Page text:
“Little Woods” debuted a year ago at the Tribeca Film Festival. NEON, which acquired the distribution rights, is finally releasing the indie drama. The film is set in Little Woods, North Dakota, a town where newcomers in the oil business are enjoying the benefits of the fracking boom, but many of the locals are still suffering economically.
Tessa Thompson plays Ollie. Years of taking care of her sick mother forced Ollie into the illegal drug trade. She got caught smuggling opioids in from Canada. But as the story begins, Ollie’s only one week away from the end of her parole sentence. And she vows for a fresh start. She works several jobs to pay the bills, including serving food and coffee to men working the oil rigs.
Sister Deb (Lily James) has her own issues. She’s a waitress at a local diner who’s living in an abandoned trailer with young son Johnny (nicknamed “Bear”). Johnny’s father is a deadbeat, along with most of the residents of Little Woods we’re introduced to, many of whom are either opioid dealers or addicts — or both.
Deb learns she’s pregnant, and she knows she can’t afford to have the baby. Plus, the bank is about to repossess Ollie’s mother’s house, where she’s been living. So Ollie decides to risk everything for one more big drug score, so she can pocket enough money to make everything right.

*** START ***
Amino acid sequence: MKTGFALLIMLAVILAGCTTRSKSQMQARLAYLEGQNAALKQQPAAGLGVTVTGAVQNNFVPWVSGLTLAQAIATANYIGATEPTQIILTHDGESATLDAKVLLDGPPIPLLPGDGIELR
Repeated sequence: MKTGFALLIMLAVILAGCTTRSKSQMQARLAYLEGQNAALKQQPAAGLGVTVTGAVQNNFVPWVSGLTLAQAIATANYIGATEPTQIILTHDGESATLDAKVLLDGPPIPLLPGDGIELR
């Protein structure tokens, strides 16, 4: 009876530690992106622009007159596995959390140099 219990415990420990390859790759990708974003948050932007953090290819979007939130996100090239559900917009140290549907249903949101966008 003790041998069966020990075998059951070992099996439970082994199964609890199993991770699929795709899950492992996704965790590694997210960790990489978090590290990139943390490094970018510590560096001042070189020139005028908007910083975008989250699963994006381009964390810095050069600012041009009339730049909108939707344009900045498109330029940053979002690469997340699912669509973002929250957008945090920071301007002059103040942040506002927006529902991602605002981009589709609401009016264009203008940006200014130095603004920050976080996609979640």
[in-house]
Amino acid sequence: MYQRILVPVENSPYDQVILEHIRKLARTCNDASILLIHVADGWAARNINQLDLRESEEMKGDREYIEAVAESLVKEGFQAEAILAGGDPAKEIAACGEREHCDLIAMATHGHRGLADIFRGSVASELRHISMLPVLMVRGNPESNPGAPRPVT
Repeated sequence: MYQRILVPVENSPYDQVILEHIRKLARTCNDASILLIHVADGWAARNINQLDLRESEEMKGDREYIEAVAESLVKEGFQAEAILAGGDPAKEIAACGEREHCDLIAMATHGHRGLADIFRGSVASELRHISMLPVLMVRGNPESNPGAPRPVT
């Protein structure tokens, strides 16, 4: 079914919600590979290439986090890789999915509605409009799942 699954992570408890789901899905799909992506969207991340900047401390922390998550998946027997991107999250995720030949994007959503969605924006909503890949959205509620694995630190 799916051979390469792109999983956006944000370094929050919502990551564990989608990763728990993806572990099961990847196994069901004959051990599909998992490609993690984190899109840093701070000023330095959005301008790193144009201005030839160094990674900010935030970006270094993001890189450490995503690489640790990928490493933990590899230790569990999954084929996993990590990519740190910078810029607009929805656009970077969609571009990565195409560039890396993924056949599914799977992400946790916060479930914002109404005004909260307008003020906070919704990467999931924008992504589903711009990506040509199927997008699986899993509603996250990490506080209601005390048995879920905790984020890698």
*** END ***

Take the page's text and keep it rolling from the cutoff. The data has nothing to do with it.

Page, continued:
“Little Woods” is a grim “criminal with a heart of gold” story. And it has one major problem: First-time writer/director Nia DaCosta’s script is highly dependent on meticulously timed events in order to move the story along and keep things falling into place. Characters make decisions that people in their position wouldn’t make in real life. And when this happens, it can’t help but take you out of the moment.
But there’s a lot of like about “Little Woods”. Thompson and James are very good. As the stakes grow in their lives, so does your interest in the outcome. DaCosta does a nice job matching the helpless desperation of these two sisters and the depressed environment in which they live — both visually and in tone. We feel for these characters and the tiresome, repetitive cycle of despair they’re caught in, even if they brought many of their problems on themselves.
In the end, “Little Woods” is a very watchable movie, led by a breakthrough, starring performance by Thompson. But its narrative structure of convenience over creativity and logic holds it back — more than a little.